Apostles of Reason: The Crisis of Authority in American Evangelicalism by Molly Worthen. Oxford, 2013, 352pp.
American evangelicalism is anti-intellectual. Such a view has enjoyed fairly wide currency since Mark Noll’s The Scandal of the Evangelical Mind. In Apostles of Reason, Molly Worthen attempts to correct this view, but not by rejecting it outright. [...]
Here’s a question you may or may not have ever considered, depending primarily on whether you have children or are around children very often:
Why do we teach babies to make animal sounds as some of their first “words?”
My wife and I, and we’ve noticed, all of our friends with toddlers, spend a lot of [...]
Confessing History: Explorations in Christian Faith and the Historian’s Vocation edited by John Fea, Jay Green, and Eric Miller. Notre Dame, 2010, 384pp.
How do we recognize the hand of providence? All historians have to confront this question in some form. Considered in literary terms providence is a trope, [...]
Religion in Human Evolution: From the Paleolithic to the Axial Age by Robert Bellah. Harvard, 2011, 784pp.
Has triumphalism been defeated? That’s a purposefully ambiguous and potentially self-contradictory question. It may be safe to say that it has been seriously challenged, but you don’t have to listen to the news very long before you [...]
Sometimes William James writes things that can still ring true. Consider a quote from the The Varieties of Religious Experience: “This inferiority of the rationalistic level in founding belief is just as manifest when rationalism argues for religion as when it argues against it.” I say “ring true” because James attempts to describe the varieties [...]
Mere Apologetics by Alister McGrath. Baker, 2012, 208pp.
Christian Apologetics as Cross-Cultural Dialogue by Benno van den Toren. T&T Clark, 2012, 288pp.
What is the best way of defending the Christian religion today? And do we really need yet another apologia in the form of an intellectual argument? Both Alister McGrath and [...]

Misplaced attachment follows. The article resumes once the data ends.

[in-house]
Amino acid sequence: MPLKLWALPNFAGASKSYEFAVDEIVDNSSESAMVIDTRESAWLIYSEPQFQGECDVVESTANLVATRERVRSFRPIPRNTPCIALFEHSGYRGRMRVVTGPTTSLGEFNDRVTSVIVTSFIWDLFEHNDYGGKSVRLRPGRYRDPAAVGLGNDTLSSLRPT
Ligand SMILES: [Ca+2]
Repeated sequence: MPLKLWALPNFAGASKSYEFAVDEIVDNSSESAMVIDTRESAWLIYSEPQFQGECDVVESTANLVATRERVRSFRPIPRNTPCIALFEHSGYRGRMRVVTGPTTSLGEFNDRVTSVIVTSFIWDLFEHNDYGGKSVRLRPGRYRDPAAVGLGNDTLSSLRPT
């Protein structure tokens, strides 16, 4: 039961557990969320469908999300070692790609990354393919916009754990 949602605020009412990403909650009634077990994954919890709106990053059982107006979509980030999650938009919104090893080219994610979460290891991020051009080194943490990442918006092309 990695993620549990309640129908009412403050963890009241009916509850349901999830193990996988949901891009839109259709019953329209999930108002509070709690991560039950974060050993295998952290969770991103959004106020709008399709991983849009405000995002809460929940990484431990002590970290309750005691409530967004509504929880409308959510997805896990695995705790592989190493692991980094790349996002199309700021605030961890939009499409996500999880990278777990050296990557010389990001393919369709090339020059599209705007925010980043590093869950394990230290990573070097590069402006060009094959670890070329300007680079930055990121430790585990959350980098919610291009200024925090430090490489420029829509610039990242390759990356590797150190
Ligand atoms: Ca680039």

I insisted on rereading The Great Gatsby before seeing the new film version partly because I hardly remembered anything about it (including the ending) but mostly to test my conviction that I’m at least a little bit better at understanding art and literature than I was at age [...]
Secularism and Freedom of Conscience by Charles Taylor and Jocelyn Maclure, trans. by Jane Marie Todd. Harvard, 2011, 160pp.
I can remember a time when “secular” was a dirty word. Growing up in an evangelical home secular meant, primarily, secular music: the kind of music which was forbidden because it was by, of, [...]
A Short History of Atheism by Gavin Hyman. I. B. Tauris, 2010, 232pp.
Yes to God? For many believers, this has not been obvious for a long time. No to God? Neither has this been obvious for a long time to unbelievers. Hans Küng, Does God Exist?
Atheism has a long and [...]
I’m excited to report that an essay I’ve been working on for a while is now live at Religion & Politics, an online journal that launched earlier this year. It’s a review of a couple of books about philosophy, politics, and religion, one that I loved (Simon Critchley’s The Faith of the Faithless) [...]
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